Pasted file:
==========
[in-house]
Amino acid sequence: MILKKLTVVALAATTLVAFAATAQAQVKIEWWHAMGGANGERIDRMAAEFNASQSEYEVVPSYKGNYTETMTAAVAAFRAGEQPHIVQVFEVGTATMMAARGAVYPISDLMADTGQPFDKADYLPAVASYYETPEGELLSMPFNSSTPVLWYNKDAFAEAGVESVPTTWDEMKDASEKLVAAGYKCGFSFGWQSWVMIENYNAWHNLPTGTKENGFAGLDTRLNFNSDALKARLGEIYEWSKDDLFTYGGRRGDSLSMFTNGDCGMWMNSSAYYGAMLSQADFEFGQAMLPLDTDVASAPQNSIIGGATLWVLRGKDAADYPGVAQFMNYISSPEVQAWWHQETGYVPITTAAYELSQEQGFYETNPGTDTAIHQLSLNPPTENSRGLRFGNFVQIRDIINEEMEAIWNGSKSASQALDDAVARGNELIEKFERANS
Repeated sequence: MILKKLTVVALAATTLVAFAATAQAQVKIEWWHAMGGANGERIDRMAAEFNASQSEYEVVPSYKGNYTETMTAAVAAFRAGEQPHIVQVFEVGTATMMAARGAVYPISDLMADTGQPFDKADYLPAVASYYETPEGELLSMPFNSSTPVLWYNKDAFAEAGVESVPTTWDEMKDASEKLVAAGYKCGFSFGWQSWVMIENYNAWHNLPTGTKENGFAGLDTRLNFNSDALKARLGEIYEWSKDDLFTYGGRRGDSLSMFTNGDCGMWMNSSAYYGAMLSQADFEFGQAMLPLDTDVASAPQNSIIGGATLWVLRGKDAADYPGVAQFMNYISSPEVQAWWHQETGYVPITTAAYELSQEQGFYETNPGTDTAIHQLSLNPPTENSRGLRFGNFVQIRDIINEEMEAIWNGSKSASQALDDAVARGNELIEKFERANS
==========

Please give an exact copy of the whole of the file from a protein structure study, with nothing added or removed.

[in-house]
Amino acid sequence: MILKKLTVVALAATTLVAFAATAQAQVKIEWWHAMGGANGERIDRMAAEFNASQSEYEVVPSYKGNYTETMTAAVAAFRAGEQPHIVQVFEVGTATMMAARGAVYPISDLMADTGQPFDKADYLPAVASYYETPEGELLSMPFNSSTPVLWYNKDAFAEAGVESVPTTWDEMKDASEKLVAAGYKCGFSFGWQSWVMIENYNAWHNLPTGTKENGFAGLDTRLNFNSDALKARLGEIYEWSKDDLFTYGGRRGDSLSMFTNGDCGMWMNSSAYYGAMLSQADFEFGQAMLPLDTDVASAPQNSIIGGATLWVLRGKDAADYPGVAQFMNYISSPEVQAWWHQETGYVPITTAAYELSQEQGFYETNPGTDTAIHQLSLNPPTENSRGLRFGNFVQIRDIINEEMEAIWNGSKSASQALDDAVARGNELIEKFERANS
Repeated sequence: MILKKLTVVALAATTLVAFAATAQAQVKIEWWHAMGGANGERIDRMAAEFNASQSEYEVVPSYKGNYTETMTAAVAAFRAGEQPHIVQVFEVGTATMMAARGAVYPISDLMADTGQPFDKADYLPAVASYYETPEGELLSMPFNSSTPVLWYNKDAFAEAGVESVPTTWDEMKDASEKLVAAGYKCGFSFGWQSWVMIENYNAWHNLPTGTKENGFAGLDTRLNFNSDALKARLGEIYEWSKDDLFTYGGRRGDSLSMFTNGDCGMWMNSSAYYGAMLSQADFEFGQAMLPLDTDVASAPQNSIIGGATLWVLRGKDAADYPGVAQFMNYISSPEVQAWWHQETGYVPITTAAYELSQEQGFYETNPGTDTAIHQLSLNPPTENSRGLRFGNFVQIRDIINEEMEAIWNGSKSASQALDDAVARGNELIEKFERANS